The Wageningen University study finds that Irish GHG emissions per kg of milk are the fourth highest in the EU, exceeded only by Poland, Estonia and Bulgaria.
The FAO GLEAM results show that Irish emissions per kg of protein in milk are 50pc higher than the average for producers in Western Europe as a whole.
There are several reasons why different studies might give different results. Some sources are based on activity-based emissions, which is the way emissions are recorded in the annual GHG inventories prepared by each country using IPCC guidelines. Activity-based emissions only consider emissions which are directly associated with the respective activity, such as those associated with rumen fermentation and manure management in cattle.
An alternative approach is called a life cycle assessment (LCA), which examines every step and input during production to calculate a product's total GHG emissions. This is the approach used to calculate a product's carbon footprint.
When consumers are making purchasing decisions, they want to know the total environmental impact and not only emissions at an individual stage of production.
A comprehensive LCA for livestock would not only include direct emissions from animals, but also emissions of fodder production in and outside the country and emissions from fertiliser production and transport.
Some studies also include emissions (or removals) from land use and land use change caused by changes in carbon sequestration rates related to feed production (including grassland and grazing).
Teagasc researchers have shown that including the emissions associated with the production of feed reverses the relative carbon efficiency ranking when comparing confinement and grass-based dairy systems.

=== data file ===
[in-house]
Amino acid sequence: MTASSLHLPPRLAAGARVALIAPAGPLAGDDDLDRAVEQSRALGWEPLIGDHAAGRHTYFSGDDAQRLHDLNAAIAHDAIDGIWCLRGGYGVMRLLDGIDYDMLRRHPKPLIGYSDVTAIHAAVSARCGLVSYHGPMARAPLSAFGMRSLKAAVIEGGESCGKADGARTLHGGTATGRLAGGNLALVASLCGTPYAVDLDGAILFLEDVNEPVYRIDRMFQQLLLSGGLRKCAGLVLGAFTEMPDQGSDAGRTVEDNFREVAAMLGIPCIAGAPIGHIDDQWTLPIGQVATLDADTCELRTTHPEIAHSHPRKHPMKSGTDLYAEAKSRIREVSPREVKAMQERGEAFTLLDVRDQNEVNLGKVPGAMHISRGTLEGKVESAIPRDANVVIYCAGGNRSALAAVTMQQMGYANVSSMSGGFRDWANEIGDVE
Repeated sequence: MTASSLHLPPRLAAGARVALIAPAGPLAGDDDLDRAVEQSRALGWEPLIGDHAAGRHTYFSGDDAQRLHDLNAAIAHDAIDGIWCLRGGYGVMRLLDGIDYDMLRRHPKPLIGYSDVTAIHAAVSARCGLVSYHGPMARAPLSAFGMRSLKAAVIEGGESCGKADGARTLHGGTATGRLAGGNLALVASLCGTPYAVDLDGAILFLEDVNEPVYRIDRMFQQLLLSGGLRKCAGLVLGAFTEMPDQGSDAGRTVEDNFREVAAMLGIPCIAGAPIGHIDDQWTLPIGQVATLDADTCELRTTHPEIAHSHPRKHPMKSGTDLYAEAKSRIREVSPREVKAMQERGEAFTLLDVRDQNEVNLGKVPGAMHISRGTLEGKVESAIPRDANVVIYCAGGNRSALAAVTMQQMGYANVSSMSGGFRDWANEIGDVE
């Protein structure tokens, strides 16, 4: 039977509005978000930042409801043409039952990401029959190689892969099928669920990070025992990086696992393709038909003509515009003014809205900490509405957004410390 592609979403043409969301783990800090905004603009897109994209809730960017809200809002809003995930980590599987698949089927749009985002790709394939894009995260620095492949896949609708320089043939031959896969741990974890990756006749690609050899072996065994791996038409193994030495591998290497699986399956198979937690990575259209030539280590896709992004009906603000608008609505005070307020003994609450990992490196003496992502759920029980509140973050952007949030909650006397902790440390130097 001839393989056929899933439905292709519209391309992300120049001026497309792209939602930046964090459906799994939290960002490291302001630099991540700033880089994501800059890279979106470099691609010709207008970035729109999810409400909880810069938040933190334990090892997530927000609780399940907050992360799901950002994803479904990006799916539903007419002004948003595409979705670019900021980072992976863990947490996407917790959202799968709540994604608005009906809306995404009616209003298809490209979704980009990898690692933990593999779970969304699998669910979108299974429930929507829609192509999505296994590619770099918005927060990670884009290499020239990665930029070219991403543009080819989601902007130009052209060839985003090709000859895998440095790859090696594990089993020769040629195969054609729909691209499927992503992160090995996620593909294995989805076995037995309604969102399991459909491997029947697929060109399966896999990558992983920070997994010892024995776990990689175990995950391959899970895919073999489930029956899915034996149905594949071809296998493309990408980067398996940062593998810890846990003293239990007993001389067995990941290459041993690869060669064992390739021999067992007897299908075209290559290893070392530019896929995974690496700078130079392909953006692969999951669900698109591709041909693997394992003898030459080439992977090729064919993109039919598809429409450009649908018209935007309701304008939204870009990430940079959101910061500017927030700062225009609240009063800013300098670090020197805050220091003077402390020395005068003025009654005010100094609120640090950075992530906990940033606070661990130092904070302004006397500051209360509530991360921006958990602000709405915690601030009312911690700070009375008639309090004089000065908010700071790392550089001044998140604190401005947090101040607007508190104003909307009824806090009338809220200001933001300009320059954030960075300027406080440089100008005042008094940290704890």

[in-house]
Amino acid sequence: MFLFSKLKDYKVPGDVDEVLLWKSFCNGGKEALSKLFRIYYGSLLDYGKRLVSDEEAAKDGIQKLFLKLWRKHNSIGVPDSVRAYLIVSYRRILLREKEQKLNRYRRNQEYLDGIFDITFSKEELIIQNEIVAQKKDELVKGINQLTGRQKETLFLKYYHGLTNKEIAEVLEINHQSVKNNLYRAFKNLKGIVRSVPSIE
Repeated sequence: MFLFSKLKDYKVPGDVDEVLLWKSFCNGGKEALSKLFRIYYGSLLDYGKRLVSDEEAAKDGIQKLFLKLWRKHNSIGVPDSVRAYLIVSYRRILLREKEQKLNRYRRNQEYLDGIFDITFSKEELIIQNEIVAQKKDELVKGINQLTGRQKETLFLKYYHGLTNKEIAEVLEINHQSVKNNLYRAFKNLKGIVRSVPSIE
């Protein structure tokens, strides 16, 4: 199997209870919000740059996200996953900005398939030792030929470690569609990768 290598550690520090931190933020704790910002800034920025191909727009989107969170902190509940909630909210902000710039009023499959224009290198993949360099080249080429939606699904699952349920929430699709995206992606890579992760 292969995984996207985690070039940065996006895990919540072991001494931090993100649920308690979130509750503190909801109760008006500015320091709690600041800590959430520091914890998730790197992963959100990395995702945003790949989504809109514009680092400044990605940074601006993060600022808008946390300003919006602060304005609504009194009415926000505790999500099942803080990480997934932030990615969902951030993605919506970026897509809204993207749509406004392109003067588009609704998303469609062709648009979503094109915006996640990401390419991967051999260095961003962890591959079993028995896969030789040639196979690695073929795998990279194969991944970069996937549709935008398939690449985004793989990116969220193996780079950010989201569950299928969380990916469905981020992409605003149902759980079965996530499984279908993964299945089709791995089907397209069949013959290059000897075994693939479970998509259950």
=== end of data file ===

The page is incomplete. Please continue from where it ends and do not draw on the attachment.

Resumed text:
On an LCA basis, where the full emissions of producing milk including the emissions from producing the feed, the grass-based system turns out to be more carbon-efficient. International comparisons are model-based studies and are not based on measurements made on individual farms.
Differences in the assumptions used to estimate these models can also explain differences in the results obtained in different studies.
In the EU, around 60pc of beef production comes from the dairy herd, either in the form of calves or cull cows.
In estimating the emissions associated with the production of beef and milk, some way must be found of allocating the emissions associated with dairy cattle to milk and to beef. Different allocation rules will give different results.
Teagasc researchers have shown that the allocation of emissions to dairy cows and dairy calves that enter into the beef production system greatly reduced GHG emissions from beef production in Ireland from 13.0 to 9.8kg CO2eq per kg liveweight.
Studies also differ in the data they use for the emission factors to calculate the emissions intensity of production. The ranking will also differ depending on the functional unit used to present the results. Are we interested in emissions per unit of area, or per kg of product, or per kg of protein?
This article has explained some of the complexities in measuring and comparing the carbon efficiency of beef and milk production across countries.
The JRC study showing that Ireland is a carbon-efficient producer of milk and beef is an important benchmark, but other sources come to opposite conclusions. Further research to reduce this confusion would be very desirable.
International comparisons of average efficiencies should not distract attention from the huge variability in carbon efficiency that exists within the country.
The Teagasc Sustainability Survey shows that the top performing third of farms emitted, on average, 9.8kg CO2 equivalent per kg beef, compared with 16.7kg for the bottom performing third of cattle farms.
Reducing this variability is a real opportunity to make progress in reducing emissions from cattle production in Ireland.
Alan Matthews is Professor Emeritus of European Agricultural Policy at Trinity College Dublin